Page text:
Recommended reads #97

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Alan Townsend wrote an op-ed that I think you really need to read: Science might save my daughter. Don’t kill it. (And in his blog, which I absolutely love and have linked to on previous occasions, he explains why he wrote the piece.)

Science censorship is a global issue – a short letter to Nature written by three Aussie ecologists.

Unlearning descriptive statistics. I thought this was really interesting. It makes the case that a lot of the descriptive statistics we use are there essentially because they’re the ingredients for parametric tests that we use, and themselves might not have the utility that we ascribe to them. What do they really describe? This stuff is elementary, but it’s also not the way a lot of people think and teach on a day to day basis.

The New York Times has a piece explaining how more universities are using analytics to conduct student advising. (For what it’s worth, my take on this is that it’s kind of like flying a plane. If you have someone in the pilot seat who isn’t an expert, you’ll want to turn on the autopilot. But then again, if you have someone up there who is really knowing what they are doing, they will benefit from being informed by the flight computer but probably can land more safely and smoothly than the machine. From the student perspective, getting bad academic advising can be a real disaster: financially, emotionally, academically. So I think there is a place for analytics — like my university has recently adopted — because let’s face it, plenty of places don’t have very experienced people advising.)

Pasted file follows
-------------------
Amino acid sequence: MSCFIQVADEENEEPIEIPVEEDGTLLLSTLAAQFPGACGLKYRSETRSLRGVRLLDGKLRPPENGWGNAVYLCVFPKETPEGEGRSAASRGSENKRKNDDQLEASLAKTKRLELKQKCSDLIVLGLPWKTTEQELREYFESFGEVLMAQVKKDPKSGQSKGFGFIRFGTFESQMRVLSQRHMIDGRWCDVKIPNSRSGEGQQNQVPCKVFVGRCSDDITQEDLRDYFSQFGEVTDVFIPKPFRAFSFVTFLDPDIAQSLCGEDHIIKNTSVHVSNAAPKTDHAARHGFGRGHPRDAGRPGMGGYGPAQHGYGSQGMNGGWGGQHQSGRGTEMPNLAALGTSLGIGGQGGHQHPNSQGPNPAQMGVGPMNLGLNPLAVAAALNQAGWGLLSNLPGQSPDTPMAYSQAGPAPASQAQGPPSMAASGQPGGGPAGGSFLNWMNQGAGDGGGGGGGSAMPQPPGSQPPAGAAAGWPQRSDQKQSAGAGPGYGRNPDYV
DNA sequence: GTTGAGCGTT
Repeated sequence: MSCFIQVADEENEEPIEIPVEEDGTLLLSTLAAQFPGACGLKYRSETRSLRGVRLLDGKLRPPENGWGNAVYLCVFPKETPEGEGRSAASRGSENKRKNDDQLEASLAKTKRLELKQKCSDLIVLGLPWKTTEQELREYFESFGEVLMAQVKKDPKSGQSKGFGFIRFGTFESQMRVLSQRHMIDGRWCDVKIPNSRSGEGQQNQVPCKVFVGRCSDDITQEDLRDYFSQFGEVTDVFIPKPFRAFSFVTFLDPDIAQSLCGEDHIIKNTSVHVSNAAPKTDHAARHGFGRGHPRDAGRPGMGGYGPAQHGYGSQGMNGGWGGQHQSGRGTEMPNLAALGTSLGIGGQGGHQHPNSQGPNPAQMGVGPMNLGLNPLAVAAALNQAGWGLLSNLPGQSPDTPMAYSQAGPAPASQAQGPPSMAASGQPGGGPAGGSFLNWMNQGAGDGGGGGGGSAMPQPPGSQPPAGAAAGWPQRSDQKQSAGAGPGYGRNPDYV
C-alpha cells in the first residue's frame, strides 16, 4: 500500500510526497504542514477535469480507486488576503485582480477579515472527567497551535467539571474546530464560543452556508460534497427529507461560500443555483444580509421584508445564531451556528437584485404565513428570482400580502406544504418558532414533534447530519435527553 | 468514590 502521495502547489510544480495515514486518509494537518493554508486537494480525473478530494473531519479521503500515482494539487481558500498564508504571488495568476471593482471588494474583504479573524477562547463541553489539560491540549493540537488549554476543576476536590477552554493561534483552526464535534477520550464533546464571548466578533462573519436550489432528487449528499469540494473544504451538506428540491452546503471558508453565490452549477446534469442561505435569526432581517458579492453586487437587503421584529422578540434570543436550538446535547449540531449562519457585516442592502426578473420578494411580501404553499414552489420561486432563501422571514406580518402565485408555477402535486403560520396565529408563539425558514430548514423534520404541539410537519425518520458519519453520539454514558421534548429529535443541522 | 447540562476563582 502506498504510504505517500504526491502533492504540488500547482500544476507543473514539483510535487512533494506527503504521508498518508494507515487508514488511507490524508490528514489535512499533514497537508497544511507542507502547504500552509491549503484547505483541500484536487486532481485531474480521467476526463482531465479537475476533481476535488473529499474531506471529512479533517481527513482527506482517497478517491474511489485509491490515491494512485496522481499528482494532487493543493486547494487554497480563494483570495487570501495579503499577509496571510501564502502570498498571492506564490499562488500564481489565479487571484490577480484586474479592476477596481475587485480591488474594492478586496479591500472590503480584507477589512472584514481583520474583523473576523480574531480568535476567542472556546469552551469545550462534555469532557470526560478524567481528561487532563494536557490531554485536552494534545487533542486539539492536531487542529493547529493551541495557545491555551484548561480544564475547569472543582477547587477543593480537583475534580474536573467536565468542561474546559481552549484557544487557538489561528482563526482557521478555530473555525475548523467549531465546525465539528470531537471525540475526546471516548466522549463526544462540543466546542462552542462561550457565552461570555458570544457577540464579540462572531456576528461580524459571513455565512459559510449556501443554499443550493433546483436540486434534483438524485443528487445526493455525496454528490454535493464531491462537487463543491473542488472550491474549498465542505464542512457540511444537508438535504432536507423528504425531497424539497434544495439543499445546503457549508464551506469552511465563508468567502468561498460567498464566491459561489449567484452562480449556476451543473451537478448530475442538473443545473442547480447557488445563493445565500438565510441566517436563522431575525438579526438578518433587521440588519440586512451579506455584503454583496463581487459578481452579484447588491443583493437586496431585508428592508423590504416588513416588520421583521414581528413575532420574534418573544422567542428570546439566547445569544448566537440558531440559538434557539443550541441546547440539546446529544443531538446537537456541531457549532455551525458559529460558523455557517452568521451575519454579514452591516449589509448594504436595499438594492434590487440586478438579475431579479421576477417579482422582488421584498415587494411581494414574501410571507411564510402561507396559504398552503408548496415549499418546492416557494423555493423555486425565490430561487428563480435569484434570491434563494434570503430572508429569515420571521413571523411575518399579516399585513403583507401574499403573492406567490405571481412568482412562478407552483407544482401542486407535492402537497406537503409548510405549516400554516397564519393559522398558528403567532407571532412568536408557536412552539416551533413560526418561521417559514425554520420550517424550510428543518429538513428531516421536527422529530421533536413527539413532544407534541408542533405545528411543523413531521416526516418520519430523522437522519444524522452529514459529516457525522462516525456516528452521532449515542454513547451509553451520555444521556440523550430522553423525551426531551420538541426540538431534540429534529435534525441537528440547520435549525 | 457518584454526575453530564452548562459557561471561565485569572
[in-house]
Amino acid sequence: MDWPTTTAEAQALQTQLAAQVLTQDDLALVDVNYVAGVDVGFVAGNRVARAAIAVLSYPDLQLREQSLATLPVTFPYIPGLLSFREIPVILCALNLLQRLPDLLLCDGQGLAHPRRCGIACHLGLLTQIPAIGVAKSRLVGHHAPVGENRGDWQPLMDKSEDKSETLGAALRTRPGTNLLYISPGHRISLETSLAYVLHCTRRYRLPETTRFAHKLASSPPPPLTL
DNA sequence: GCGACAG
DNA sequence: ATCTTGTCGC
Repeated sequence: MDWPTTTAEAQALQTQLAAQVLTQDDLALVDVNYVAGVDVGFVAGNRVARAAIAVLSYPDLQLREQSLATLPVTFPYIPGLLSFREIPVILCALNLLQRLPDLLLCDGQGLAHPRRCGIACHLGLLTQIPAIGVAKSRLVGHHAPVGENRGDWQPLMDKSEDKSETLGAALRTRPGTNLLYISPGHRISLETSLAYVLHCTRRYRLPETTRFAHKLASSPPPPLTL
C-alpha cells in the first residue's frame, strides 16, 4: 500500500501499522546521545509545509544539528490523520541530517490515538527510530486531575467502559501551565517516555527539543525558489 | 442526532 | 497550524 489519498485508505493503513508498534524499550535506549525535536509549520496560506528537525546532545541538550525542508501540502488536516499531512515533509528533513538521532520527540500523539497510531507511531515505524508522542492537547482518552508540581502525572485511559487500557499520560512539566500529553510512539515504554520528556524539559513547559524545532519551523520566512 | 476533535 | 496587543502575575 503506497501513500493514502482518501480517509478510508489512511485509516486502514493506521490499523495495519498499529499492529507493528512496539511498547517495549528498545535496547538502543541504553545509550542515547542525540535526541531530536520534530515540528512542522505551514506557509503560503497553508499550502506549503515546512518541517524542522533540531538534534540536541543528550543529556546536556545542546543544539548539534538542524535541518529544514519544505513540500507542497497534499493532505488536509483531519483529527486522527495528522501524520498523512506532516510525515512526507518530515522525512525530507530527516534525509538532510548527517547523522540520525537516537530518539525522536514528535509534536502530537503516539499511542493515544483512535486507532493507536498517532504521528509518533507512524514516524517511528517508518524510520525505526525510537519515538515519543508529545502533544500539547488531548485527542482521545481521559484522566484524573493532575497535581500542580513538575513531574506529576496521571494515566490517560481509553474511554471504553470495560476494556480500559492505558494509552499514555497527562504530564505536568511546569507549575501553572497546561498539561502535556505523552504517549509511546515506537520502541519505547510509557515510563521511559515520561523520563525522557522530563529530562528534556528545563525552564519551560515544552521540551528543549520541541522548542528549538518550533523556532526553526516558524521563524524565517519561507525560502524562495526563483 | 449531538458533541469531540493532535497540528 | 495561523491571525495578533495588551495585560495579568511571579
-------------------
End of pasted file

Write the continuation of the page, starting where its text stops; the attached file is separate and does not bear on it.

The New York Times discovers that universities have students aren’t from big cities like New York. No sh*it, Sherlock.

Richard Lenski explains, and demonstrates, how he responds to emailed inquires about how his Long Term Evolution Experiment can help explain evolution.

Don’t like the March For Science? You must be Reviewer 2. Just because it’s not happening the way you think it should happen, doesn’t mean it should happen.

Neuroscience needs behavior: correcting a reductionist bias

The president of the most creationist and fundamentalist university in the universe (which is 14 billion years old, by the way) is now is running the regime’s task force on higher education. (Okay, there might be some other planet out there with something that resembles higher education, but I doubt they pronounce it “university.”)

Why would a tenure-track professor find himself selling his plasma to make rent?

Kylie Soanes has a nice blog post about the arc of her academic journey that resonated with a bunch of people.

This isn’t shocking news, but it is news: The woman whose story resulted in the lynching of Emmett Till admitted to lying about it. Here’s an interview with the author who tracked her down after all of the years and wrote a book about it. Don’t know the story of Emmett Hill? If you’re from the US, it’s an important part of our history, and also, a reflection of what continues to this day.

Why scientists need to go to the barricades against The Regime — for the humanities.